Cytomegalovirus (CMV) is a ubiquitous virus that commonly infects people across all ages, ethnic and socioeconomic groups, and geographic areas. Although most CMV infections are asymptomatic or cause mild disease, the virus can cause serious disease in neonates and immunocompromised people. Because of its ubiquity, it is often difficult to define the role of CMV in a disease process. A thorough knowledge of CMV virology, epidemiology, clinical manifestations, diagnostic testing, and indications for treatment is required to appropriately manage patients with suspected CMV infections.
- CMV is a DNA virus in the Herpesvirus family. It is a member of the β herpesvirus subfamily, which also includes HHV-6 and -7.
- Primary infection: Often asymptomatic; may remain latent throughout a person’s life if not immunocompromised
- Severe disease can result from primary infection of the fetus and newborn or reactivation in setting of immunocompromise or organ transplantation.
- Name derives from the infected cells, which are large and contain intranuclear inclusions, described as “owl’s eye” inclusions
- Not highly contagious:
- Spread via close contact with persons shedding virus from saliva, urine, blood, breast milk, or semen
- Also acquired via infected transplant organs
- Any organ can be affected.
- Categories of CMV infections:
- ∼1% (0.2–2.5%) of newborns are congenitally infected with CMV.
- Most infected newborns appear normal and are asymptomatic.
- As many as 15% of these children may later develop progressive hearing loss, which is most often unilateral.
- ∼10% (5–15%) of congenitally infected newborns will be symptomatic at birth with manifestations including small size for gestational age, hepatosplenomegaly, petechial or purpuric rash, and jaundice.
- Perinatal: Exposure to CMV in maternal cervicovaginal secretions, breast milk, or from blood product transfusions. Often asymptomatic.
- Acute infection in a normal host: Symptomatic infection commonly presents with acute mononucleosis syndrome (1).
- Latent infection: Higher IgG titers may contribute to development of atherosclerotic disease (4).
- Infection in bone marrow and solid organ transplant patients:
- Heart transplant: Early myocarditis followed by late atherosclerosis
- Lung and bone marrow transplant: Interstitial pneumonia
- Liver transplant: Hepatitis and colitis
- Kidney transplant: Graft loss
- Infection in patients with AIDS: Most commonly retinitis, second most common is colitis, followed by esophagitis and neurologic disease (3)
- Infections in other immunocompromised patients: Pulmonary, GI, or renal disease
- System(s) affected: Ophthalmic; Pulmonary; GI; Neurologic; Renal; Skin/Exocrine
- Synonym(s): Giant cell inclusion disease; CID CMV
- CMV infection in pregnancy may cause illness in the newborn ranging from asymptomatic infection to severe disease or even death.
- Infection may occur in utero, intrapartum, or postnatally.
- Pre-existing maternal CMV seropositivity substantially decreases, but does not completely eliminate fetal infection.
Breastfeeding can transmit virus to high-risk preterm infants. However, there is low risk of symptomatic disease and no evidence of long-term sequelae from transmission from breastfeeding. Currently, there are no recommendations for avoidance or treated breast milk (6
- Common, but frequently asymptomatic
- <2–3 cases of end-organ disease per 100 person-years in HIV patients
- CMV infection is even more prevalent in populations at higher risk for HIV infection (IV drug users 75%, homosexual males 90%).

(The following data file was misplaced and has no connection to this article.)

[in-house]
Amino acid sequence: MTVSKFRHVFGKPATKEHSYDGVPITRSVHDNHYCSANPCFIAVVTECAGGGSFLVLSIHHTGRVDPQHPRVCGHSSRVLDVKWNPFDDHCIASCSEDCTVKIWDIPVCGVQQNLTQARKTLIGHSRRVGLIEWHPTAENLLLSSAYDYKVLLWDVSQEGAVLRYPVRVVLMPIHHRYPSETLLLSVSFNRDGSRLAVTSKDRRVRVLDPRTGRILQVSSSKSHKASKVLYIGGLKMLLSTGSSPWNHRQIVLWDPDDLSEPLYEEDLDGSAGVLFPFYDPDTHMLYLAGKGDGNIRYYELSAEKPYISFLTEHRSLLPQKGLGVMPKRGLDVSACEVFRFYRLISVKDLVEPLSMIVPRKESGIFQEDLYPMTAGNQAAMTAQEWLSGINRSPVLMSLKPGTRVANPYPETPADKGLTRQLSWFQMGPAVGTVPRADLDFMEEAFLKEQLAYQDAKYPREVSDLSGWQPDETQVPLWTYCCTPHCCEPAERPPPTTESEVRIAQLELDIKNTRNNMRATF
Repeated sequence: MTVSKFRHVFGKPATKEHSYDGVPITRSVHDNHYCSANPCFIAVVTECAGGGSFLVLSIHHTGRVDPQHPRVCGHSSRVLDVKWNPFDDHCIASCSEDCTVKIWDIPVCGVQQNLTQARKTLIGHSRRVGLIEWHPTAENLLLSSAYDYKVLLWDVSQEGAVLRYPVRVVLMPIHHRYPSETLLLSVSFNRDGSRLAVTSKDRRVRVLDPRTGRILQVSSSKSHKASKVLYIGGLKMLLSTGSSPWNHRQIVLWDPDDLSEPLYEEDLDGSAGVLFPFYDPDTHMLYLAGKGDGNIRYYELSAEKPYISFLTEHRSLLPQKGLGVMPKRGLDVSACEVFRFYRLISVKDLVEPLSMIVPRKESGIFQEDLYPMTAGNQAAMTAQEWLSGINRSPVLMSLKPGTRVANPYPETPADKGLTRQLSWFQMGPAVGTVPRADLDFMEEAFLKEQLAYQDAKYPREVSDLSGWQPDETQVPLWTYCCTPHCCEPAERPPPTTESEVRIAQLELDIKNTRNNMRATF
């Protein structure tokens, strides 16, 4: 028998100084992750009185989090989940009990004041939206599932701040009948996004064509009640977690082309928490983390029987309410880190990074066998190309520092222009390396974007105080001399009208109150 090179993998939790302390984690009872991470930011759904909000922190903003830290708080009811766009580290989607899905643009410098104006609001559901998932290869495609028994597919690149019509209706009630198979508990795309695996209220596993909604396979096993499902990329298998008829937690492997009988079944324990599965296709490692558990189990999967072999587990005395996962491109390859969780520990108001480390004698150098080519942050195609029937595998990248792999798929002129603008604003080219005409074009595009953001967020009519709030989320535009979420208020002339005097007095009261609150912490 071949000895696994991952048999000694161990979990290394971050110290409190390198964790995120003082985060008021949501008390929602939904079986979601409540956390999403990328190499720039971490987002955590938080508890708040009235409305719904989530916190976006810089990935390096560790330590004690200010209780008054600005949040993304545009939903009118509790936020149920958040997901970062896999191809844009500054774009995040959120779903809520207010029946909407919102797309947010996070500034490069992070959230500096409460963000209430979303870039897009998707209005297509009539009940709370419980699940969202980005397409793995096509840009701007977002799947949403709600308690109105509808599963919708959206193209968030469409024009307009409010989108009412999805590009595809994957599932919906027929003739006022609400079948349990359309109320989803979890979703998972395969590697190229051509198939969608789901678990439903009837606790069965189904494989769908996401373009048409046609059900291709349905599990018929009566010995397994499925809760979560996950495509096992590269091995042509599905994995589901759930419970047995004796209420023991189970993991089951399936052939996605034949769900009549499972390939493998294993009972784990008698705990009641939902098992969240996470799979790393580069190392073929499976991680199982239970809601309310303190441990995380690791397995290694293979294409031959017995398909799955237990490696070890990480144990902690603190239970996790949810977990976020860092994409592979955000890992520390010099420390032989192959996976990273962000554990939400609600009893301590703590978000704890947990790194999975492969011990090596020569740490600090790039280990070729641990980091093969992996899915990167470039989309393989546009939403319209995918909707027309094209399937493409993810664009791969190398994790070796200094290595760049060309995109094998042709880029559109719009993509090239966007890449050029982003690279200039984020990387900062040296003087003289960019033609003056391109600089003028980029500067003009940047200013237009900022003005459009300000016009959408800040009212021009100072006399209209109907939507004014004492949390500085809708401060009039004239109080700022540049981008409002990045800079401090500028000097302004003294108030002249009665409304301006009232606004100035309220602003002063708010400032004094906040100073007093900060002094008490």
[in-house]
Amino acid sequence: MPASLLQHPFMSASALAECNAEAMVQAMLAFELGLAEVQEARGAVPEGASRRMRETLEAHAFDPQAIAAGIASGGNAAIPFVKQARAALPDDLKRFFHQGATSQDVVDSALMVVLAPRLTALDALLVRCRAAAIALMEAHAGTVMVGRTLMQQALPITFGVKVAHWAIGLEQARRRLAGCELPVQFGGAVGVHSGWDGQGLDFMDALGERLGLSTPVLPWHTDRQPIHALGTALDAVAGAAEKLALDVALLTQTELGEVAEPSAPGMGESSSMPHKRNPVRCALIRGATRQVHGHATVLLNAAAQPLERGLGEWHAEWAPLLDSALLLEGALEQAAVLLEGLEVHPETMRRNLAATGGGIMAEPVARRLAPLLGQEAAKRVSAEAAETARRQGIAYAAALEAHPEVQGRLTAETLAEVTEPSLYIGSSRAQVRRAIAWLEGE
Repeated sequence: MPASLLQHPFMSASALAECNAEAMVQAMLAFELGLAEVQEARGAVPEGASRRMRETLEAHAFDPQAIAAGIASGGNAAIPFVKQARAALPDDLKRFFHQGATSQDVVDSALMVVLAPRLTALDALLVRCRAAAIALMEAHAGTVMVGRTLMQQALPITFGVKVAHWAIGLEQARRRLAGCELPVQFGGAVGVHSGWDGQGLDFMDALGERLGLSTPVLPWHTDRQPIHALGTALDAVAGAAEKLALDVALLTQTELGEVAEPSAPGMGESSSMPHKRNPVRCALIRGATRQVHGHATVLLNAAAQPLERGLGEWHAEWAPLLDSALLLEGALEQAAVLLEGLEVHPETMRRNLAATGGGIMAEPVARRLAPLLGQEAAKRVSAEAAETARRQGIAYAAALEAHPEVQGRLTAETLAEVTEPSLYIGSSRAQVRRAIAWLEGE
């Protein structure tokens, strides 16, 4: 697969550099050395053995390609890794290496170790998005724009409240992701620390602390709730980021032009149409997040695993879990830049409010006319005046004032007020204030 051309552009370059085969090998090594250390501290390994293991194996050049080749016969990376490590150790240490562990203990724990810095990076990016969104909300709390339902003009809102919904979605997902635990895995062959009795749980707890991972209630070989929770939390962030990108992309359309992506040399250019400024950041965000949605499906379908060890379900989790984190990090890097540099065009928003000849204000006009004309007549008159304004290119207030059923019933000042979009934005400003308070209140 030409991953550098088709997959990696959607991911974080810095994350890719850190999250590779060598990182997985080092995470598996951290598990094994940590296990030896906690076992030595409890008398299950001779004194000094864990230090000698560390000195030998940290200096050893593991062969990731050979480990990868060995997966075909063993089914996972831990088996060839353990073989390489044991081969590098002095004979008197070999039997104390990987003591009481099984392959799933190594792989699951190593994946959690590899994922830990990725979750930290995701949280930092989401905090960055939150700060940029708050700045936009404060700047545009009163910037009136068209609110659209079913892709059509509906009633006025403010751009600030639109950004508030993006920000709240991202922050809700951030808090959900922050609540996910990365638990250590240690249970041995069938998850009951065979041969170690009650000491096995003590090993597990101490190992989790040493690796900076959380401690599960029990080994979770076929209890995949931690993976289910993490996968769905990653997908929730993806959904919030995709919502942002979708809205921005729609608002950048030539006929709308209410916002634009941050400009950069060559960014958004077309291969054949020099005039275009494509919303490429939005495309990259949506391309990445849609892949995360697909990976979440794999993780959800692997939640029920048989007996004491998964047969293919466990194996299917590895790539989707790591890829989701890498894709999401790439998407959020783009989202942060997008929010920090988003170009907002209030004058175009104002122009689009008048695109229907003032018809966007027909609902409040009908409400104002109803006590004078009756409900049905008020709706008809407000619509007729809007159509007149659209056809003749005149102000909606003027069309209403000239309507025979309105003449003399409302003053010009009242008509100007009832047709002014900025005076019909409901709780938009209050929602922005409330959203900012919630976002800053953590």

- Predominant age: All ages, peaks at <3 months, 16–40 years, and 40–75 years
- Predominant sex: Male > Female
- Occurs worldwide
- 40–100% of the general US population is seropositive from prior exposure during childhood or early adulthood (5).
- 20% of children in the US are seropositive before reaching puberty (5).
- Most common perinatally transmitted infection: 0.2–2.2% of births in the US (6)
- HIV infection with specific risks, including:
- CD4 count <50 cells/μL (3)[B]
- Absence of treatment with or failure to respond to ART (3)[B]
- Previous opportunistic infections (3)[B]
- HIV viral load >100,000 (3)[B]
- Organ transplantation
- Blood transfusion
- Living in closed population
- Corticosteroid therapy
- Daycare environment, infant, or geriatric
- For congenital infection, maternal infection during pregnancy
- Low socioeconomic status (6)[C]
- Critically ill immunocompetent adults in intensive care unit settings (up to 1/3 develop CMV, primarily between days 4 and 12 after admission) (7)[A]
- Hand washing/basic hygiene
- Avoid immunosuppression.
- Highly active antiretroviral therapy (HAART) is the best method for high-risk HIV patients (5)[A].
- Chronic maintenance therapy for life in HIV patients with CMV end-organ disease unless successfully treated with ART (1)[A]
- Options include:
- Parenteral or oral ganciclovir (1)[A]
- Parenteral foscarnet (1)[A]
- Combined parenteral ganciclovir and foscarnet (1)[A]
- Parenteral cidofovir (1)[A]
- Ganciclovir via intraocular implant or repetitive intravitreous injection of fomivirsen (1)[A]
- CMV antibody+, HIV+ children who are severely immunosuppressed require oral ganciclovir 30 mg/kg t.i.d.
- Antiviral suppression of CMV reactivation in CMV+ transplant recipients or recipients of CMV+ organs:
- Solid organ transplant: Prophylactic or preemptive treatment with oral ganciclovir, valganciclovir (8)[A]
- Bone marrow transplant: IV ganciclovir
- CMV immunoglobulins decrease rate of severe disease after liver transplant (9)[A] and decrease incidence of disease after renal transplant.
- Primary infection
- Reinfection with different CMV strains
- Reactivation of latent virus in patients who are immunosuppressed
Commonly Associated Conditions
AIDS, corticosteroid therapy, transplantation, or immunosuppression
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